Heavy Infestation of Sugarcane Aphid in Arizona, California Sorghum09/01/2016
Arizona and California sorghum growers and pest control advisers (PCAs) should be on high alert for the new invasive pest -sugarcane aphid – found in heavy numbers in some fields in central Arizona and the southern San Joaquin Valley.
Staff at the Arizona Pest Management Center (APMC) has collected and field identified several samples in the Maricopa and Stanfield areas in Pinal County. University of Arizona insect diagnostician Gene Hall confirmed the sorghum crop invader as sugarcane aphid, Melanaphis sacchari. This is a new pest report for the state.
According to the APMC, it’s likely this aphid has been in the state for longer than this year, although reports had extended only as far west as eastern New Mexico in 2015.
Some California PCAs are reporting that traditional aphid control practices are not working against the new aphid species.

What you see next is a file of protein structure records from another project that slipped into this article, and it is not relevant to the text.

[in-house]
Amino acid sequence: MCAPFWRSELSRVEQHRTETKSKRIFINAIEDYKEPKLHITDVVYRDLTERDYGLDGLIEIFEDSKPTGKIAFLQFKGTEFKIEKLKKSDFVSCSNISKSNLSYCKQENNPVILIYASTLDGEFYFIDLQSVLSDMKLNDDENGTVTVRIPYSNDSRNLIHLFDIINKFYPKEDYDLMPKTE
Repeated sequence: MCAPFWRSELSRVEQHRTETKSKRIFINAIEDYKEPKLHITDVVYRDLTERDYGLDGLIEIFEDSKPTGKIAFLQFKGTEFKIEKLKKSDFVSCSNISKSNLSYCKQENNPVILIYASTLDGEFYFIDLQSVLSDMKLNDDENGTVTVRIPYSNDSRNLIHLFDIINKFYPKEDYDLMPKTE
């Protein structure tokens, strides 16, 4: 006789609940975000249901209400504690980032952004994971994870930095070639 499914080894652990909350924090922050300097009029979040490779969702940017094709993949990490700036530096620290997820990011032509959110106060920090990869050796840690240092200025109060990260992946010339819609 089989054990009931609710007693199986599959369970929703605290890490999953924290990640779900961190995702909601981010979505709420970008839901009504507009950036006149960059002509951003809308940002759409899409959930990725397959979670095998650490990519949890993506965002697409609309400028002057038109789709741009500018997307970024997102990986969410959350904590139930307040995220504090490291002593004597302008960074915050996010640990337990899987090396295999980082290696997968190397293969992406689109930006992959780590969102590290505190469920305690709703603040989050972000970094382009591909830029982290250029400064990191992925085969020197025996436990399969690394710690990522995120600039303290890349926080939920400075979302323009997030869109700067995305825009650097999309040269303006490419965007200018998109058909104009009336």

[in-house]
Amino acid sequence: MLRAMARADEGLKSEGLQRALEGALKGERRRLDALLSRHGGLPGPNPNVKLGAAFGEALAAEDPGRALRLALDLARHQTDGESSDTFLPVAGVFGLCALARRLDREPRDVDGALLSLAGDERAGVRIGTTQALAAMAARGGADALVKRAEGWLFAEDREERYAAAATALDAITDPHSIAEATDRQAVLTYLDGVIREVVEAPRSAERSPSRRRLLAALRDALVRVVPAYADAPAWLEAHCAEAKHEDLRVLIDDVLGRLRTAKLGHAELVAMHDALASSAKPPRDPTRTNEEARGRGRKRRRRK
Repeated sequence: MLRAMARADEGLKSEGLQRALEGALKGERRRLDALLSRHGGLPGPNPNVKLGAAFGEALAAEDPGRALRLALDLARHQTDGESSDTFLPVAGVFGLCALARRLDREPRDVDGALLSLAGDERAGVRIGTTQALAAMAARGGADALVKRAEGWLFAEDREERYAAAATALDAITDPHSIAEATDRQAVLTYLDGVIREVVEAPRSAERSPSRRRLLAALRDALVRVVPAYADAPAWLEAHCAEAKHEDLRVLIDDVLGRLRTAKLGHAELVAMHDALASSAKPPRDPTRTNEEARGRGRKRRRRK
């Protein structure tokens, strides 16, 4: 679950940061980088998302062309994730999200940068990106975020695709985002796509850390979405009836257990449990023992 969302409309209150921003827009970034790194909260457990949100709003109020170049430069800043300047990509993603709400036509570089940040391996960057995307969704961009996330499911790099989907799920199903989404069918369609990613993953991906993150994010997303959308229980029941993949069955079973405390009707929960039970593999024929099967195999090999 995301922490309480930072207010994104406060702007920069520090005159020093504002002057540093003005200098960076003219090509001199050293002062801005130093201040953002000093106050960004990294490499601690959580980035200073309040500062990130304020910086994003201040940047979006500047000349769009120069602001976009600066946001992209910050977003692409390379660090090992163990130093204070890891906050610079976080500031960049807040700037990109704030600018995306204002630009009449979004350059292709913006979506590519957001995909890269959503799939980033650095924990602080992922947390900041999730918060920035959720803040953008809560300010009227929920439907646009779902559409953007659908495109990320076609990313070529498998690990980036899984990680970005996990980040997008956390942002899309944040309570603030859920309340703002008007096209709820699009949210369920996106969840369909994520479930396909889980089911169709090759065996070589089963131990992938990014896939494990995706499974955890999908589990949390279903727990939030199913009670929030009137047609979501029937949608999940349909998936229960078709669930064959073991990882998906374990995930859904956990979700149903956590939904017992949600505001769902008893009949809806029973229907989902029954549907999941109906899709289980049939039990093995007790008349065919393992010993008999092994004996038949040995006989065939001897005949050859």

The University of California will host a tailgate meeting Sept. 7 near Pixley to examine an infested field. The event starts at 10 a.m. at the corner of Avenue 104 and Road 104.
Growers and PCAs can review the UC newsletter bulletin on sugarcane aphid developed by university entomologists David Haviland, Pete Goodell, and Larry Godfrey with assistance by Jeff Dahlberg of the Kearney Agricultural Research & Extension Center.
According to the UC bulletin, the sugarcane aphid sugarcane aphid is yellow in color with black feet, and the tips of antennae and cornicles (tailpipes) point upward from the rear of the insect -a different appearance than other aphid species.
Sugarcane aphids intercept nutrients in the plant sap which develop leaves and grain heads. Heavy sugarcane aphid infestations can kill leaves, stunt growth, and reduce the size and quality of grain heads.
In addition, honeydew and sooty mold on leaves can impact photosynthesis and gum up harvest equipment.
More information on the pest, including photos of the sugarcane aphid on sorghum plants, is available via this UA link.
Click here for more information from Texas A&M Agrilife Extension and Research about identification biology, damage, sampling, and management.
Source: Cary Blake, Western Farm Press